The BCCI is in a mess. The IPL is in a mess. Of the two most powerful men in the sport worldwide till recently, one has been banned for life and the other has been told by the Supreme Court that he can contest for the post of the president of the BCCI but if elected, he will not be able to take office till the pending cases against him have been resolved.
The BCCI must be congratulated on the unsentimental and largely crime-fitting punishments that have been handed out to S Sreesanth and company.
Sachin Tendulkar deserves better than to be seen as a player chasing a record in the comfort of his home environment. He needs to be seen as more than a mere statistical curiosity. Poetic justice might see him withdraw from one of the Tests against the West Indies with a common cold. What will the BCCI do then?
There is an arrogance about the casual way the BCCI has given itself a certificate of character. "Lack of evidence" is not the same as "clean chit".
The admission by Raj Kundra, one of the owners of Rajasthan Royals, that he bet on his team calls for a thorough investigation into the affairs of the owners of all the other franchises. To be conducting a tournament that has been so tainted while the investigations (and presumably, clean-up operations) are in progress is unfair to the stakeholders.
By the time the BCCI got around to expelling Dalmiya for misappropriation of funds ten years after that World Cup, a new dispensation was in power. Sharad Pawar, smarting under Dalmiya's casting vote that had denied him the BCCI Presidency in 2004, was now President and appointed a committee to look into the financial irregularities.
Australian players didn't play enough balls on the field or show enough off it. They let down not only their countrymen but also fans in India who have grown up admiring the Australian Way: tough, spirited, and overflowing with self-confidence.
When a team is doing well, nothing succeeds like success. Nothing succeeds like failure too, as the Indians discovered in Australia and their rivals are discovering in India now. The emergence of a bunch of exciting players in one team has to be seen against the background of poor player management and the mental disintegration – ironically a phrase favoured by former captain Steve Waugh – of the other.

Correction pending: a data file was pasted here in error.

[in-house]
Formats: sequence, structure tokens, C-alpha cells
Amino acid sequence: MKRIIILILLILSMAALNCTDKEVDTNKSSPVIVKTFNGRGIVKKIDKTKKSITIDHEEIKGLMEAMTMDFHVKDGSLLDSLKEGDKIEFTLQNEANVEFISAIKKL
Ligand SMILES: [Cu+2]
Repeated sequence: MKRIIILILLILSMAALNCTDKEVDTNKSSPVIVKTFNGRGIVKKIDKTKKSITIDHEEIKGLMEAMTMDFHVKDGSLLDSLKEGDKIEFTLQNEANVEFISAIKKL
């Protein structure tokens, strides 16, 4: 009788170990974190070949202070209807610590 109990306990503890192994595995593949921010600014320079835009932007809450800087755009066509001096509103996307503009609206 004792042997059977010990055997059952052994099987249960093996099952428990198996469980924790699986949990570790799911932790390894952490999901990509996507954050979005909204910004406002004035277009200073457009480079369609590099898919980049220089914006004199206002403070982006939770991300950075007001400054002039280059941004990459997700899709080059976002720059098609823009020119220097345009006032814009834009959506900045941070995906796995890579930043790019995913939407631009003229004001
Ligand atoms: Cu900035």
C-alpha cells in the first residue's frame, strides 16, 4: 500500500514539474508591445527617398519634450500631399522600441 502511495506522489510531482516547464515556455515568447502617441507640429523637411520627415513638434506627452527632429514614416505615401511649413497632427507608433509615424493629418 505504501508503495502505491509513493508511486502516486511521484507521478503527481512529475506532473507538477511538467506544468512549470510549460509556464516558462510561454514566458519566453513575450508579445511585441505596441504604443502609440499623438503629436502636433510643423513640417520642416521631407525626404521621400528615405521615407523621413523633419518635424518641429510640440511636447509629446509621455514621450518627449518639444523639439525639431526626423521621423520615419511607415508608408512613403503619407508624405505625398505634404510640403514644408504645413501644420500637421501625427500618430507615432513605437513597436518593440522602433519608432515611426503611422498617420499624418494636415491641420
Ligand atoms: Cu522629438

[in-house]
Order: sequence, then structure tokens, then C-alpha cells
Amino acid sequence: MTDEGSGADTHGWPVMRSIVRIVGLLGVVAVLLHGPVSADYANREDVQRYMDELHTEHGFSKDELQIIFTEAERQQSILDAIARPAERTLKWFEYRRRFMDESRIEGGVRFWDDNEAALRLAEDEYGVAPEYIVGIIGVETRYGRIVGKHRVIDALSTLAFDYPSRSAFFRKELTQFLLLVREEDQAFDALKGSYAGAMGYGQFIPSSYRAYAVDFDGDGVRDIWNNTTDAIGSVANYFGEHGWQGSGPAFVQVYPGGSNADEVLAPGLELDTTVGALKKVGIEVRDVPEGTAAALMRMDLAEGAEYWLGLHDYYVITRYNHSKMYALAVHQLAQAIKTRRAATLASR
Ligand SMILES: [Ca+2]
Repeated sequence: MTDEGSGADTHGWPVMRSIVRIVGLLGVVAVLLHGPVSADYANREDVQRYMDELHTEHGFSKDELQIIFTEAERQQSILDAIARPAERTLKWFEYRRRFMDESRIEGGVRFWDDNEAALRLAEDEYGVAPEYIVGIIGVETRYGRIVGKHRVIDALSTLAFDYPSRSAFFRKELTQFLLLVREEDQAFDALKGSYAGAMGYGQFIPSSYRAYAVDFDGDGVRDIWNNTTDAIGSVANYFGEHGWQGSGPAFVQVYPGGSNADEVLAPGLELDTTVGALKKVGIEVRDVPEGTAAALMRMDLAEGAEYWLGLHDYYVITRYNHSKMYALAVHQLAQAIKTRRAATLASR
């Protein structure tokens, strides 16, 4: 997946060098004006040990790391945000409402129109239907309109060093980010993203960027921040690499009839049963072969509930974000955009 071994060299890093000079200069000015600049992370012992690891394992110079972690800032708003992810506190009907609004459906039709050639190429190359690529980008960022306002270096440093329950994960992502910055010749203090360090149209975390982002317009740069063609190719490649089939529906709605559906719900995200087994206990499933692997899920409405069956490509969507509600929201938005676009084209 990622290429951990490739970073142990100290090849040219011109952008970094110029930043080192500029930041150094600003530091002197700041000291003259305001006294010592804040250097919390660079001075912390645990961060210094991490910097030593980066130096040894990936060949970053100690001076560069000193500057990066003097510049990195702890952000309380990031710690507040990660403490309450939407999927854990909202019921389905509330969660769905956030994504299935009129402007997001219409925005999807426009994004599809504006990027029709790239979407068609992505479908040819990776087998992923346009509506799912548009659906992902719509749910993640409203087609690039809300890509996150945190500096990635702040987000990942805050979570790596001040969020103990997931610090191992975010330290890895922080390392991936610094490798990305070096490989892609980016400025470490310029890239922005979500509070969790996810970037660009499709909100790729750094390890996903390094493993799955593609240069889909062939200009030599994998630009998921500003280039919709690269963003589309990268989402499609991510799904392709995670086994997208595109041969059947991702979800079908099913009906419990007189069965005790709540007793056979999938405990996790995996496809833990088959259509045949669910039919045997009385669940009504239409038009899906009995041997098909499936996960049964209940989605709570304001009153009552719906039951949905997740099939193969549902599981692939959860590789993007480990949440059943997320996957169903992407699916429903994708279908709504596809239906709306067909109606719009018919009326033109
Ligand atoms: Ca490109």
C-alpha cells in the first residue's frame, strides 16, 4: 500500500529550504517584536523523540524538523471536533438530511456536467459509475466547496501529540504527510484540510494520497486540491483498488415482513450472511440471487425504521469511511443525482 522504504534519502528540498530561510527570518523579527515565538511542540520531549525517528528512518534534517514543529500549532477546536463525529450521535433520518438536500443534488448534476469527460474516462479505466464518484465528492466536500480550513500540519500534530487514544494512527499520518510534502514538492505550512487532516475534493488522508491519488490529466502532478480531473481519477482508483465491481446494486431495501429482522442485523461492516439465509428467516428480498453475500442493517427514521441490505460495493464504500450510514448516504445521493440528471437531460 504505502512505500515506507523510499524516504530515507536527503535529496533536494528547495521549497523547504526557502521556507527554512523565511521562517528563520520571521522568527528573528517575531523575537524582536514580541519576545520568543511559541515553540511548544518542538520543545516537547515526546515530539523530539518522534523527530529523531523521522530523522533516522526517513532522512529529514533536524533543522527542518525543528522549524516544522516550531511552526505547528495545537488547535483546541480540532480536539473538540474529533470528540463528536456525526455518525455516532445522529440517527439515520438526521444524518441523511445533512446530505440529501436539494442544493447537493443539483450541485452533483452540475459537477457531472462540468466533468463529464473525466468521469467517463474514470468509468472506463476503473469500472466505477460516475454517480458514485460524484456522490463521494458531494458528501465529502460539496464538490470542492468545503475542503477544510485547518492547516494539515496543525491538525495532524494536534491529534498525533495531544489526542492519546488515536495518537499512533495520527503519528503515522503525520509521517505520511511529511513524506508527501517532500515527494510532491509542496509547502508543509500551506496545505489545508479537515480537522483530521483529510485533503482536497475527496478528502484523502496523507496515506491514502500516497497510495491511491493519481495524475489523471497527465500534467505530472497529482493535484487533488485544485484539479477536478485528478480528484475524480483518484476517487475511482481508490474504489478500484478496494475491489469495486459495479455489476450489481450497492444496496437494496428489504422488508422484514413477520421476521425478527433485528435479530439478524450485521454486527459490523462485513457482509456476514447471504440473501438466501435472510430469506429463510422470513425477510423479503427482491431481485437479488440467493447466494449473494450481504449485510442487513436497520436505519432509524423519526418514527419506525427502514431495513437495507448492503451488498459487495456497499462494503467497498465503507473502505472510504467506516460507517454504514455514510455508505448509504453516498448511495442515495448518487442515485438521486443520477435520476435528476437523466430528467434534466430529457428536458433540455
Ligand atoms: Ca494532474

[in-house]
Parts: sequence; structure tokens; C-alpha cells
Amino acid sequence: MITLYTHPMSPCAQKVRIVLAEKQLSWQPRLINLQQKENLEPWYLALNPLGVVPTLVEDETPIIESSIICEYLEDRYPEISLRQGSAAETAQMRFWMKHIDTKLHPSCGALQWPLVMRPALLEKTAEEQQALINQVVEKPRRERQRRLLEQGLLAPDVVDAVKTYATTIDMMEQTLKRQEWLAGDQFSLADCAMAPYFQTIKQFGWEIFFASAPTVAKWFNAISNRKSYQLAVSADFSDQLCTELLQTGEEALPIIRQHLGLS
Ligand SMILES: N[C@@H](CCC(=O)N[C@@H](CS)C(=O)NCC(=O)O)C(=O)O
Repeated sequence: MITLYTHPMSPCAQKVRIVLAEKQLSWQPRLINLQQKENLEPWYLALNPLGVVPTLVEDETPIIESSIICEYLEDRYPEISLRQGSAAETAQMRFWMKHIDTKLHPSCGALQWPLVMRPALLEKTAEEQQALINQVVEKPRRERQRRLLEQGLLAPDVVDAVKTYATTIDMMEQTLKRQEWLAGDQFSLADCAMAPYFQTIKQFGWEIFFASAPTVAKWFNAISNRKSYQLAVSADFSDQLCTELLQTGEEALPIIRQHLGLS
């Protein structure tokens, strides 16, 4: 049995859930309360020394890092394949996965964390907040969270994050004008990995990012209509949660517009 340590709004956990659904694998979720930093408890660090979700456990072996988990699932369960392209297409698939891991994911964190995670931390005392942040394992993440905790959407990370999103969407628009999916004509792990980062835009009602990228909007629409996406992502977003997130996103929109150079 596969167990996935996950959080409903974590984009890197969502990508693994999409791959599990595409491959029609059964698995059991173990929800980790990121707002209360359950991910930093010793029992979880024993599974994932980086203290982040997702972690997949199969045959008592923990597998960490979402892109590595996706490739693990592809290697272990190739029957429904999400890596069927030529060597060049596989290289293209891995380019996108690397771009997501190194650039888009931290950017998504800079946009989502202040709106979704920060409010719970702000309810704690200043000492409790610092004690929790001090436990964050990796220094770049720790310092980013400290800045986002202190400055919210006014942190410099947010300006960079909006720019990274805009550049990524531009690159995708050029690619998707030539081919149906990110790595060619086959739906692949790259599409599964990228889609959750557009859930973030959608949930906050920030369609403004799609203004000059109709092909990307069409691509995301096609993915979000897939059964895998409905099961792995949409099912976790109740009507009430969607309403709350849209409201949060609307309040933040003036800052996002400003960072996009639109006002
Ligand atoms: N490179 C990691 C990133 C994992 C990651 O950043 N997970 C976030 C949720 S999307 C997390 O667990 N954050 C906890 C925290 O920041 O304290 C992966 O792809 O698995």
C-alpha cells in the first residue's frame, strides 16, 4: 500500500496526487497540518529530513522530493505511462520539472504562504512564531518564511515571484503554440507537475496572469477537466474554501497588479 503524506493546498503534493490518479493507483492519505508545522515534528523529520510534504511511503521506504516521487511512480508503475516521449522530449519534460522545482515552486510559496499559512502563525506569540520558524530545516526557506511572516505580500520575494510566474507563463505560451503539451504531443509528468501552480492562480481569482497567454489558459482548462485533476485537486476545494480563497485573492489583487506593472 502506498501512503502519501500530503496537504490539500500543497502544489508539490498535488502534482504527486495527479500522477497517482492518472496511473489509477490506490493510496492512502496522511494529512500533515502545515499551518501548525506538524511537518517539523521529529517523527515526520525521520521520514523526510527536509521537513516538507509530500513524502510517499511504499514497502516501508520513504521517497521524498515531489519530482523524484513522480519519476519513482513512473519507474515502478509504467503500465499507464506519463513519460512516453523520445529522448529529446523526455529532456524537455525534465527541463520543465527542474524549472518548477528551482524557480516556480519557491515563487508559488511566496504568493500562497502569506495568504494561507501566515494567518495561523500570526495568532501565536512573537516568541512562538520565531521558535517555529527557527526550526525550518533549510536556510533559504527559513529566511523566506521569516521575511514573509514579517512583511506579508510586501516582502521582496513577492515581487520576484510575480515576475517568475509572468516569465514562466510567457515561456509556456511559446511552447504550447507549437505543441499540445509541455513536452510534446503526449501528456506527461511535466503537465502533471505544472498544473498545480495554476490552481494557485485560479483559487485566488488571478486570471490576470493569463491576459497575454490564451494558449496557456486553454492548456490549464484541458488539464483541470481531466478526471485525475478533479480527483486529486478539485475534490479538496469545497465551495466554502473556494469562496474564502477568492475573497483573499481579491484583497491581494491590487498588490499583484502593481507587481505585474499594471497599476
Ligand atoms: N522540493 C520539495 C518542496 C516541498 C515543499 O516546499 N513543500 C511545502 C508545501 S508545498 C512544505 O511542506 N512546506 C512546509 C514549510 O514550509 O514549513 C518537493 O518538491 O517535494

Australia have been a team in transition for a while now, and it has been fascinating watching them begin to get their act together under Clarke. From being in transition to disintegrating on a tour of India has been a startling change. The cliche 'can't bat, can't bowl, can't catch' has been extended with the addition of 'can't think'.
Other teams picked up on the tactic. Pakistan's Shahid Afridi, whose confidence outstripped his record, was happy to be a rattler-in-chief. But Dale Steyn didn't need to do it, nor did Graeme Smith, his captain. But other captains sometimes did even if they did not make a fetish of it.
Widely regarded as the most literary of India's cricket writers. A Bangalore University topper in economics and political science, Suresh began his career with Deccan Herald before moving to Indian Express, Chennai. He was still in his 20s when he became Sports Editor of The Pioneer and then Sports Editor of the undivided Indian Express in New Delhi. In 2000, responding to a call from the New Indian Express in Chennai he took over as Editor, and launched the New Sunday Express. After quitting in 2002, he launched a newspaper in Bangalore which became the state's highest-selling, and was bought over by the Times of India group.
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